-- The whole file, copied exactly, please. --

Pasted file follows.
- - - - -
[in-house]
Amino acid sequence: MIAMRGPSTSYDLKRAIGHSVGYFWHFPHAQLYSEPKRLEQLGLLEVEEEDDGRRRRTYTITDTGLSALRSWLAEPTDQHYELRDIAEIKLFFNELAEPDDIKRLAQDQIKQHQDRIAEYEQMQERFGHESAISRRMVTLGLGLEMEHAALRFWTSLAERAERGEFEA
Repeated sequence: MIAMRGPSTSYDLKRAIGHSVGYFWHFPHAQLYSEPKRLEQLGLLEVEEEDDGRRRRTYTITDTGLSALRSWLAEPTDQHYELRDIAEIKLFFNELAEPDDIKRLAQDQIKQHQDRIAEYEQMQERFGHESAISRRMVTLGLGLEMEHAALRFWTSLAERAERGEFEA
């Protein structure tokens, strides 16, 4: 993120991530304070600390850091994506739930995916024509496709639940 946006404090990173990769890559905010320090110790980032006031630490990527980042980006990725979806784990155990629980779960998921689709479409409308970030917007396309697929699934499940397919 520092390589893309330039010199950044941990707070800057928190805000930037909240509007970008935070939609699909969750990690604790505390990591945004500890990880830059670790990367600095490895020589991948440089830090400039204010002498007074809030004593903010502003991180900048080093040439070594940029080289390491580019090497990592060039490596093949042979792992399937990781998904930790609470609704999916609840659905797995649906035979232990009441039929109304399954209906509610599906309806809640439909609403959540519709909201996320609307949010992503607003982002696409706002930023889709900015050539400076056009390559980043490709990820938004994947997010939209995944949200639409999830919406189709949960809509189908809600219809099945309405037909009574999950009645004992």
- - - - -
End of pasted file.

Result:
[in-house]
Amino acid sequence: MIAMRGPSTSYDLKRAIGHSVGYFWHFPHAQLYSEPKRLEQLGLLEVEEEDDGRRRRTYTITDTGLSALRSWLAEPTDQHYELRDIAEIKLFFNELAEPDDIKRLAQDQIKQHQDRIAEYEQMQERFGHESAISRRMVTLGLGLEMEHAALRFWTSLAERAERGEFEA
Repeated sequence: MIAMRGPSTSYDLKRAIGHSVGYFWHFPHAQLYSEPKRLEQLGLLEVEEEDDGRRRRTYTITDTGLSALRSWLAEPTDQHYELRDIAEIKLFFNELAEPDDIKRLAQDQIKQHQDRIAEYEQMQERFGHESAISRRMVTLGLGLEMEHAALRFWTSLAERAERGEFEA
């Protein structure tokens, strides 16, 4: 993120991530304070600390850091994506739930995916024509496709639940 946006404090990173990769890559905010320090110790980032006031630490990527980042980006990725979806784990155990629980779960998921689709479409409308970030917007396309697929699934499940397919 520092390589893309330039010199950044941990707070800057928190805000930037909240509007970008935070939609699909969750990690604790505390990591945004500890990880830059670790990367600095490895020589991948440089830090400039204010002498007074809030004593903010502003991180900048080093040439070594940029080289390491580019090497990592060039490596093949042979792992399937990781998904930790609470609704999916609840659905797995649906035979232990009441039929109304399954209906509610599906309806809640439909609403959540519709909201996320609307949010992503607003982002696409706002930023889709900015050539400076056009390559980043490709990820938004994947997010939209995944949200639409999830919406189709949960809509189908809600219809099945309405037909009574999950009645004992």